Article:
Silicon Drift Detector

Device Concept

Silicon Drift Detectors are a derivative of the basic principle of sideward depletion. A volume of a high resistivity semiconductor, in our case n-type silicon, is covered by rectifying p-doped junctions on both surfaces. A small sized substrate contact in reverse bias to the p‑regions depletes the Si bulk. In an SDD the p-junctions are strip-like segmented and biased in such a way that they generate an electric field with a strong component parallel to the surface. Signal electrons released within the depleted volume by the absorption of ionising radiation drift towards the substrate contact, which acts as collecting anode. Due to the anode’s small physical dimension, its capacitance has a small value almost independent of the detector area. Compared to a conventional diode of equal area, this feature translates to a larger amplitude and a shorter rise time of the output signal.

Originally, SDDs were designed and used as position sensitive detectors in particle physics where the particle’s interaction point is reconstructed from the signal electrons’ drift time.

Silicon Drift Detectors for Spectroscopy

The semiconductor laboratory of the Max-Planck-Society (MPG‑HLL) has developed an advanced design for X‑ray and particle spectroscopy. In this device the structures for the drift field generation and the collecting anode are placed on one side of the device, while a non-structured p‑junction acting as thin, homogeneous radiation entrance window covers the opposite surface (figs. 1, 2). SDDs of this type combine are large sensitive area and a small value of the readout anode's capacitance. To take the full advantage of the small capacitance the first transistor of the amplifying electronics is integrated on the detector chip. The integration of the transistor minimises the interconnection stray capacitance between sensor and amplifier. It guarantees an excellent spectroscopic resolution and operation at extremely high signal rates exceeding 105 counts per second. In addition, it makes the device largely insensitive to electronic pickup and microphonic noise. The advanced process technology at MPG-HLL results in very small leakage current levels allowing for SDD operation at room temperature or with moderate cooling. As the SDD's bulk is fully depleted and irradiated through the non-structured thin backside entrance window, it has a high quantum efficiency and a good low-energy response.

The SDD concept is very flexible in shape and size. E.g., the KDK experiment uses single cell devices with an active area of 1 cm². To provide even larger sensors, multi-cell SDDs combine a large sensitive area with the energy resolution and the count rate capability of a single SDD. A multi-cell SDD is a monolithic, gapless arrangement of a number of SDDs with individual readout, but with common voltage supply, entrance window, and guard ring structure. For instance, the electron detector of the TRISTAN experiment at KIT is based on a multi-cell SDD with 166 cells and a total sensor area of almost 12 cm².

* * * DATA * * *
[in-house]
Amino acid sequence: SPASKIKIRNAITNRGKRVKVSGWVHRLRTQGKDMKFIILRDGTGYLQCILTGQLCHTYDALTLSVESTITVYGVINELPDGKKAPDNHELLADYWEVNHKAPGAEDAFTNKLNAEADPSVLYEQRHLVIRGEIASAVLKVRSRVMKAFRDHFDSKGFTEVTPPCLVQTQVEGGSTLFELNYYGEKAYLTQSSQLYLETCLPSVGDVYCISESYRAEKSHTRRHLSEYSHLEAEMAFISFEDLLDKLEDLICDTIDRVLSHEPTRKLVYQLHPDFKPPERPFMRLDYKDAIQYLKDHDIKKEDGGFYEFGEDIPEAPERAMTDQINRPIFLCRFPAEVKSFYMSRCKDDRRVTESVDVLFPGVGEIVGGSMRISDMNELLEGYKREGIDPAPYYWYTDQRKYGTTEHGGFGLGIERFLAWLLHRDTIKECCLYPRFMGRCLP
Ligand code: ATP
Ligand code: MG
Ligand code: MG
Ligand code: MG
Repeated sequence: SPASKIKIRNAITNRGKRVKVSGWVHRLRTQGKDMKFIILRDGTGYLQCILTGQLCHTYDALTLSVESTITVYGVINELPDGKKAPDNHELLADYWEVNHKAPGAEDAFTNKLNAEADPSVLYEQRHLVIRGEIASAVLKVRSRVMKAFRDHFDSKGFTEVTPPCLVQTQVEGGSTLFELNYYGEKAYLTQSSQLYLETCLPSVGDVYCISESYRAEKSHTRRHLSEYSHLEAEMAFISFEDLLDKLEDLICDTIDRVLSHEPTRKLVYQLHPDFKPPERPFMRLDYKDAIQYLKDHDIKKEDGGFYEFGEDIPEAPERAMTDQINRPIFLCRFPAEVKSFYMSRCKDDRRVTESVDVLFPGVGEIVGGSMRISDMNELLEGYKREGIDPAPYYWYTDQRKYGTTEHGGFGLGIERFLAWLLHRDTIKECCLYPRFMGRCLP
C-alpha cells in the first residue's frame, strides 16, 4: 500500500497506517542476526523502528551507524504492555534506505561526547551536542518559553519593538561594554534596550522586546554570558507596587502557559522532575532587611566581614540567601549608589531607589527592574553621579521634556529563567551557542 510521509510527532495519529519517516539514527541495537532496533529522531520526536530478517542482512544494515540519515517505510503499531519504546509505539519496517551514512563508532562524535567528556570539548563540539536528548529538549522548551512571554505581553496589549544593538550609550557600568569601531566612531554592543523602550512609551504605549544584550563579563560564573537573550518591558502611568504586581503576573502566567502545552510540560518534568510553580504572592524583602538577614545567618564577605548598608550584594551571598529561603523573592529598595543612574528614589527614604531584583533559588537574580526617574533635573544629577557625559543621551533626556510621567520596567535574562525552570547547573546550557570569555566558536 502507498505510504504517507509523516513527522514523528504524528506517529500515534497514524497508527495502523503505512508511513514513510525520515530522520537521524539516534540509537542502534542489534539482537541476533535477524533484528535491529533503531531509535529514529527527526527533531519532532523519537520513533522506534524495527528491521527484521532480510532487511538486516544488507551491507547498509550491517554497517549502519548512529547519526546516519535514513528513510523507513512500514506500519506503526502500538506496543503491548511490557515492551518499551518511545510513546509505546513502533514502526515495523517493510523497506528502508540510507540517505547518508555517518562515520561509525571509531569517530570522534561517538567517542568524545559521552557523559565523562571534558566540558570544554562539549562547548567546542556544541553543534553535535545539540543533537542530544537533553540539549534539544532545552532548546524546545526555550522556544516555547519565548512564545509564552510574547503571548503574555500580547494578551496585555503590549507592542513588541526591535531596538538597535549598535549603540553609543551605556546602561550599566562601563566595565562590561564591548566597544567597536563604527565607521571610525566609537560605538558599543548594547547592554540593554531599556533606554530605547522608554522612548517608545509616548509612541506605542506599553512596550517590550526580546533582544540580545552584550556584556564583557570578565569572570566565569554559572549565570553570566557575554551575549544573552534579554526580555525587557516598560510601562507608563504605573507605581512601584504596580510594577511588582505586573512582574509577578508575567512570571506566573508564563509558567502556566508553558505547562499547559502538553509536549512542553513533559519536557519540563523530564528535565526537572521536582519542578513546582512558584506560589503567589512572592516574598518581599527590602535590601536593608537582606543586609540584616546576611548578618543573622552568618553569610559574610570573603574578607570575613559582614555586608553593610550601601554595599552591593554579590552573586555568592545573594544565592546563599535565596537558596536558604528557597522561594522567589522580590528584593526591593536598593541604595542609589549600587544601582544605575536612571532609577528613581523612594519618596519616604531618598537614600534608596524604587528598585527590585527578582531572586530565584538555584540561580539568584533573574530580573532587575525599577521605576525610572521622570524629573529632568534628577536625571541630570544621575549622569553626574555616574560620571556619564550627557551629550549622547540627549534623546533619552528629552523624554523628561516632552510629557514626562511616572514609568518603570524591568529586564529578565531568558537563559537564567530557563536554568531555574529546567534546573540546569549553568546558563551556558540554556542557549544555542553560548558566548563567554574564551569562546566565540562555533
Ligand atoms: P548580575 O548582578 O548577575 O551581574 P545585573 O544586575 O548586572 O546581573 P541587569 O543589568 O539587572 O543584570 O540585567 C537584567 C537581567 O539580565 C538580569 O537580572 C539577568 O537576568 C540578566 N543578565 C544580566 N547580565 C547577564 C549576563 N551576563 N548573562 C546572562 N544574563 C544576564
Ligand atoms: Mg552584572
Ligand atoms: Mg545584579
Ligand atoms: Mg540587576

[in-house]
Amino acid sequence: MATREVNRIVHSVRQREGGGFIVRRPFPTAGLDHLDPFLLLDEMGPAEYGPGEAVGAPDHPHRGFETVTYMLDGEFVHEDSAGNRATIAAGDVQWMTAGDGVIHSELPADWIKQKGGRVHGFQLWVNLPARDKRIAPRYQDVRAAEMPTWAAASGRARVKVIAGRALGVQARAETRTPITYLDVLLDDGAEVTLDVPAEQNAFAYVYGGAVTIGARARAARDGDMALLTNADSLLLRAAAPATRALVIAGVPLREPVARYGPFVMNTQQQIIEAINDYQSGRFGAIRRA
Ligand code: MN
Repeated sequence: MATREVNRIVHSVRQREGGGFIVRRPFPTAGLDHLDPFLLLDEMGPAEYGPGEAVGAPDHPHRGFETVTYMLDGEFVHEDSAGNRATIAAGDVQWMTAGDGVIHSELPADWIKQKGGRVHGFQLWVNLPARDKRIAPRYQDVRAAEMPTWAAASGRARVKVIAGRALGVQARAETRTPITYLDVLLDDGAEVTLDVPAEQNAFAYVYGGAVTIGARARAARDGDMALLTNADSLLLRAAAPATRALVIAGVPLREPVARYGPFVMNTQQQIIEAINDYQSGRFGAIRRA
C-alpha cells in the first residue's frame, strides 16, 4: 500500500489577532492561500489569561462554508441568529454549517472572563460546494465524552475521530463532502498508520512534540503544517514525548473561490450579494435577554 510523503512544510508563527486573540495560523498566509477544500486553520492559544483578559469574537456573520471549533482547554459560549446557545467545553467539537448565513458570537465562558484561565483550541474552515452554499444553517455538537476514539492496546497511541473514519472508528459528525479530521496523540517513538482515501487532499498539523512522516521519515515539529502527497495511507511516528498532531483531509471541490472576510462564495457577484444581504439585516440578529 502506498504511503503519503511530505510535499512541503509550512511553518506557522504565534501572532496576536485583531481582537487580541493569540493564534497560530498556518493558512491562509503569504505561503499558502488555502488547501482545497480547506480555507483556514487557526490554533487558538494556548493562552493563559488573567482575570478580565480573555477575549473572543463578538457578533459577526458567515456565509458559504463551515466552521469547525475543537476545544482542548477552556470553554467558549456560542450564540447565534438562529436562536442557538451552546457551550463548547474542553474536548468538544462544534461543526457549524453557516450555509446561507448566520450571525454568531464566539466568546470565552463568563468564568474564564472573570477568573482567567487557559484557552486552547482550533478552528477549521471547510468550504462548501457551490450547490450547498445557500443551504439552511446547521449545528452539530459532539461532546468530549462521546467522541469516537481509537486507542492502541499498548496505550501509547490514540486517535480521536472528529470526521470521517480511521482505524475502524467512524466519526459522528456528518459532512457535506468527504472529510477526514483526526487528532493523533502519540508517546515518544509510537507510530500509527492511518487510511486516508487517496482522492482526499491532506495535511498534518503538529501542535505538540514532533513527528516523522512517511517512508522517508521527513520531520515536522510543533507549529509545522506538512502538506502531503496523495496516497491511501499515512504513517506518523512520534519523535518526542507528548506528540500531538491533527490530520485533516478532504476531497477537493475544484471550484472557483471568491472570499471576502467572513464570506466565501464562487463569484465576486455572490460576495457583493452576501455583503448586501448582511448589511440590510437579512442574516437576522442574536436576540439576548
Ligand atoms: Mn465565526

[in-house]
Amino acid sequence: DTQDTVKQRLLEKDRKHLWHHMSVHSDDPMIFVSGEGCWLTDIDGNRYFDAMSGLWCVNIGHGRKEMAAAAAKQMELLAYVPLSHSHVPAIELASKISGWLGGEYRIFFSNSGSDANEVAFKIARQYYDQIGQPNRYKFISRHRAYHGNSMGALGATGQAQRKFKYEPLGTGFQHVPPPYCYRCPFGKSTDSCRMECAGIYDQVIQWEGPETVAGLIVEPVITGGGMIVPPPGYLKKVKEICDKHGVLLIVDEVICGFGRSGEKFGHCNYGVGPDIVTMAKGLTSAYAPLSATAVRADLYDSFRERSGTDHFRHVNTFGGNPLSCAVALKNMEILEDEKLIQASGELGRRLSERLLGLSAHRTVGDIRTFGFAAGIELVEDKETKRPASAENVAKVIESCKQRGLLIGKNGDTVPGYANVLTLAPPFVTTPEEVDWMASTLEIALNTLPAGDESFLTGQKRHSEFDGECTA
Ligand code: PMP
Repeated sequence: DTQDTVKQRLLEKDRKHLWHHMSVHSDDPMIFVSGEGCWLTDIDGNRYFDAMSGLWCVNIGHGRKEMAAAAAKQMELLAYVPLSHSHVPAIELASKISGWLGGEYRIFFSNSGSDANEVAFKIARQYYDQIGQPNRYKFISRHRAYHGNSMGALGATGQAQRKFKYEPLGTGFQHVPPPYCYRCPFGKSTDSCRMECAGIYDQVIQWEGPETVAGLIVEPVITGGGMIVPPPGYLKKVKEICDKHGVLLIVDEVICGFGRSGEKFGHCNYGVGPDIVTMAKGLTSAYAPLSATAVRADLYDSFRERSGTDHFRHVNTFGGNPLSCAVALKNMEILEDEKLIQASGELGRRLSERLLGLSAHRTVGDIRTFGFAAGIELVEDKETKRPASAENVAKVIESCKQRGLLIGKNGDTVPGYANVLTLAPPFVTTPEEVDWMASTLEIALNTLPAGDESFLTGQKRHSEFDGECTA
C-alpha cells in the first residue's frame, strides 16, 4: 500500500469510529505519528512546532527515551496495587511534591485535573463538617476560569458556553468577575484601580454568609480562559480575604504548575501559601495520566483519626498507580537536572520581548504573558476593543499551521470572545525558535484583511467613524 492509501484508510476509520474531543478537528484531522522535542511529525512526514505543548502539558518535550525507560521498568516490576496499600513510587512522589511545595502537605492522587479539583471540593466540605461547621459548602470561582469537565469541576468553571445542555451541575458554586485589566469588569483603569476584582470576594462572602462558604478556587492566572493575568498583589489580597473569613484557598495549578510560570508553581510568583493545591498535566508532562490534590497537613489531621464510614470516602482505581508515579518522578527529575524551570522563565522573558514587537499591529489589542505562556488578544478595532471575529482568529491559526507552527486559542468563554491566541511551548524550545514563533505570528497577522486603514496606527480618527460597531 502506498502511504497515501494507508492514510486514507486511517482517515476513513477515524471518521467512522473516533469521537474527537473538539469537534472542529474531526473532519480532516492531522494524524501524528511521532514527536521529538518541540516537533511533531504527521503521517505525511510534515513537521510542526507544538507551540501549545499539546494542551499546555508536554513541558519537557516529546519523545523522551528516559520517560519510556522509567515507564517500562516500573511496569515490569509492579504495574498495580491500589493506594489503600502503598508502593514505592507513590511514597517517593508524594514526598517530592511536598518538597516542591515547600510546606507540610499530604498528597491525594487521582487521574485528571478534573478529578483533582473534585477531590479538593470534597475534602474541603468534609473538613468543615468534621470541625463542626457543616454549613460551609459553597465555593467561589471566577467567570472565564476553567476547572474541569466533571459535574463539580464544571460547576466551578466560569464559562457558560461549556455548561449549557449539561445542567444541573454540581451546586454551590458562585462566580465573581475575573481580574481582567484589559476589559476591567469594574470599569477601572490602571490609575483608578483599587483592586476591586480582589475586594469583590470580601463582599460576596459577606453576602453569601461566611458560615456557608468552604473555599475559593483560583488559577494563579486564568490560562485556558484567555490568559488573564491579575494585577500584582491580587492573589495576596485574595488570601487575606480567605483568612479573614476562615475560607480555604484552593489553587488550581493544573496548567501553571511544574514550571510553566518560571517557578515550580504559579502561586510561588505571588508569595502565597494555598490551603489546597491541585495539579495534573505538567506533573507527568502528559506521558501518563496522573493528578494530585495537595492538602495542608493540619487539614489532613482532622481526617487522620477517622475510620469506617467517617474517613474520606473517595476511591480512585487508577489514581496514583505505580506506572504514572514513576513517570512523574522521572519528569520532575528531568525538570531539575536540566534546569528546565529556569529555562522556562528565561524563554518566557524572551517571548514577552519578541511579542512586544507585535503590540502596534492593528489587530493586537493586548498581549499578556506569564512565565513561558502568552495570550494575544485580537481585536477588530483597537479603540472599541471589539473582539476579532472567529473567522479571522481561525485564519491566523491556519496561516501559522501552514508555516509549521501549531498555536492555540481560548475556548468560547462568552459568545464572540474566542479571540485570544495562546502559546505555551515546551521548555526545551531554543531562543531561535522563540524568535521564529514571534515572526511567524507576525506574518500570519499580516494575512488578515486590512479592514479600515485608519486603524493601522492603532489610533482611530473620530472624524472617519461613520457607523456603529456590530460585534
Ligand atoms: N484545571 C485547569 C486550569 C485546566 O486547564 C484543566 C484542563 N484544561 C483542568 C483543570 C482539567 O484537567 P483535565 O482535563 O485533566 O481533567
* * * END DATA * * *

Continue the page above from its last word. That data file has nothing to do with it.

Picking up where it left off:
SDDs are found in a variety of scientific experiments and commercial systems. With their count rate capability they set new boundary conditions for electron microprobe analysis. The fact that SDDs don’t require expensive and inconvenient cooling by liquid nitrogen initiated new applications in X-ray spectroscopy. In combination with a micro focus X-ray tube the SDD makes up a compact, portable spectrometer for XRF measurements in the field, i.e. independent of laboratory infrastructure, developed for the use in archeometry. The ESA comet lander mission ROSETTA as well as NASA’s 2003 Mars Exploration Rovers Spirit and Opportunity are equipped with an Alpha-Proton-X-ray-Spectrometer (APXS) including an SDD for PIXE (particle induced X-ray emission) analysis.

Figure 1

Figure 1

Schematic view of a cylindrical Silicon Drift Detector. Signal electrons drift in the electric field towards the small sized collecting anode and the integrated amplifying transistor in the center of the device.

Figure 2

Figure 2

Simulated electron potential of a cylindrical Silicon Drift Detector in operating conditions. The plot shows a cross section perpendicular to the surface through the center of the device. The arrows indicate the paths of electrons drifting to the anode

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